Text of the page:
What Creates Creativity?

The Default Mode Network is a matrix of widely separated areas of the brain which behave as a single unit in order to create the state of introspection from which creativity arises. At the core of human creativity lies interactions between these diverse constituents of the Default Mode Network. Once the Default Mode Network has understood the creative requirement, it will search for an answer whilst you are able to concentrate your mind on other things – such as taking a bath in the case of Aristotle and his claimed Eureka moment.

What creates creativity in the brain?

The brain consists of multiple functioning units which are connected together in different networks to perform different tasks.

The task positive networks (TPNs) are bilateral groups of areas in the cerebral cortex that collectively increase their activity when participants engage in demanding non–self-referential tasks. Within the grouping, dubbed the TPNs, are the Auditory and Visual Networks, and the Salience and Executive Control Networks.

The following Diagram shows connected areas of the brain involved in Auditory, Visual, and Executive Control Tasks.

The Default Mode Network (DMN).

Whereas these Task-orientated networks increase their activity during the performance of a task, a remarkably consistent set of brain areas reduce their activity at the same time. These widely separated areas of the cerebral cortex behave as a single unit, and are collectively known as the Default Mode Network.

There is an anti-correlation relationship between the default mode network and other brain systems, that is to say that when other systems operate the default mode network reduces its activity.

Human Creativity is a result of the collective actions of this Default Mode Network.

Such a Default Mode Network (DMN) has been found in other spaces including chimpanzees, monkeys, rats and mice. In other words, creativity is also exhibited by other species of animals.

The following diagram shows connected areas of the brain that make up the Default Mode Network in humans.

What is the function of the Default Mode Network?

One function of the Default Mode Network (DMN), and perhaps its main function, is one of introspection, variably called mind wandering, daydreaming, musing, stimulus-independent thought, or undirected thought. But perhaps this should be more accurately described as the experience of the DMN’s function. The function of this activity, reflected in these experiences, is to act as a “prospective brain . . . to imagine, simulate and predict possible future events. In this sense, the DMN is the waking brain’s equivalent of the dreaming brain”.

Both states (TPN controlled and DMN controlled) commonly involve thoughts and images that arise without conscious intent. In quiet rest, however, there is a great variation in the degree of such conscious intent.

Stimulus-independent thought includes instances when an individual decides to figure out a logical solution to a simple problem. At the other extreme, in daydreaming, individuals might be startled to suddenly realise that they have been imagining a fanciful narrative without any self-reflective awareness of doing so.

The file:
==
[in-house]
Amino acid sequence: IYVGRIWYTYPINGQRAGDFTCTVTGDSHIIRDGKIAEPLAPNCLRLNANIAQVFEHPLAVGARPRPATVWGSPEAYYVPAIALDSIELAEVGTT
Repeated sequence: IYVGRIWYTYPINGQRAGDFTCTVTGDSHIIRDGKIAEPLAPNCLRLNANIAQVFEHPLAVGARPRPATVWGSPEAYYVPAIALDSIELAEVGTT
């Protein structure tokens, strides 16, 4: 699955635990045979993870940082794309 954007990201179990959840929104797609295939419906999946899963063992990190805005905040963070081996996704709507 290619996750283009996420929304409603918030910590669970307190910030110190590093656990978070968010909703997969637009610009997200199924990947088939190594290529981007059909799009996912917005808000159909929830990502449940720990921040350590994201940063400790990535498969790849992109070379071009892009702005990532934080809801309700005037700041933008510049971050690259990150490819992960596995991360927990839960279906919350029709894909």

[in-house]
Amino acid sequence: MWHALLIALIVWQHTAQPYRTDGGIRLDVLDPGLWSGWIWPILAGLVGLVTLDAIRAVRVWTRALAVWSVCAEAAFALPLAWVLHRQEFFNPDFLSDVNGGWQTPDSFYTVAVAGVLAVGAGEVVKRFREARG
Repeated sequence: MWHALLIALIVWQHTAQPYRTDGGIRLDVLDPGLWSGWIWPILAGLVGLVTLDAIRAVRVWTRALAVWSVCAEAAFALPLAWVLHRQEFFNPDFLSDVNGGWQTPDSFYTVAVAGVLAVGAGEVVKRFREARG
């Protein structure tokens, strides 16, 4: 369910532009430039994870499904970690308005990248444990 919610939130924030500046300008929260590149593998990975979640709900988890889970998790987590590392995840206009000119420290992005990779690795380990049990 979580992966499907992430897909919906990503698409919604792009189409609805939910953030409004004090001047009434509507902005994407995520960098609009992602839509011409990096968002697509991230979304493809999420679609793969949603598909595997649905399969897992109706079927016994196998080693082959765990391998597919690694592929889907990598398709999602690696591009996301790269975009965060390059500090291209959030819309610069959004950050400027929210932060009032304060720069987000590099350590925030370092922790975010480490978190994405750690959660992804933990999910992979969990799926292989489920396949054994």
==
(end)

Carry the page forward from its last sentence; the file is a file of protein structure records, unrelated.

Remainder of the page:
An intermediate condition is that of musing, when an individual intentionally begins a train of thought but with the intent of relinquishing conscious control and, in essence, allowing the DMN to take over the progression of the thought train. This is what happens when one “calls on the muses,” often specifically for help in a creative artistic process.

Research has revealed much about the functions of the DMNs individual components. These functions include motivational and emotional processing, self-referential mental activity (e.g. what kind of person am I), the analysis of the beliefs, desires and intentions of others, recollection of prior personal experience, and imagination of the future.

At the heart of the Default Mode Network’s functionality is memory, which is fundamentally designed not for recollecting moments, but for its ability to imagine the future based on past experience. Without this ability, creativity in any form would not be possible.

Glanside and the Default Mode Network

The objective of Glanside creative techniques is to allow the mind to wander freely, through the use of the Default Mode Network, but then coordinate ideas generated from this process in such a way that they can create answers to creative questions being posed.

Glanside techniques are specifically designed to allow the Default Mode Network to follow a train of creative thought, setting a rough structure for thought, but allowing the nature of the complex linking of the components of the DMN to mix memory into creative ideas.


Anish Mitra and Marcus E. Raichle, “Principles of Cross-Network Communication in Human Resting State fMRI,” Scandinavian Journal of Psychology 59, no. 1 (2018): 83–90, doi:10.1111/sjop.12422.]

Marcus Raichle, “The Restless Brain, How Intrinsic Activity Organizes Brain Function,” PhilosTrans R Soc B 370 (2015):1–11. E adapted from Michael Fox, et al., “The Human Brain Is Organized into Dynamic, Anticorrelated Functional Networks,” PNAS 102 (2005): 9673–9678.

Debra A. Gusnard et al., “Medial Prefrontal Cortex and Self-Referential Mental Activity: Relation to a Default Mode of Brain Function,” PNAS 98, no. 7 (2001): 4259–4264.

Sarah K. Barks, Lisa A. Parr, and James K. Rilling, “The Default Mode Network in Chimpanzees (Pan troglodytes) Is Similar to That of Humans,” Cerebral Cortex 25, no. 2 (2013): 538–544, doi:10.1093/cercor/bht253

Jean-Louis Vincent et al., “Intrinsic Functional Architecture in the Anaesthetized Monkey Brain,” Nature 447, no. 7140 (2007): 83–86; Hanbing Lu et al., “Rat Brains Also Have a Default Mode Network,” PNAS 109, no. 10 (2012): 3979–3984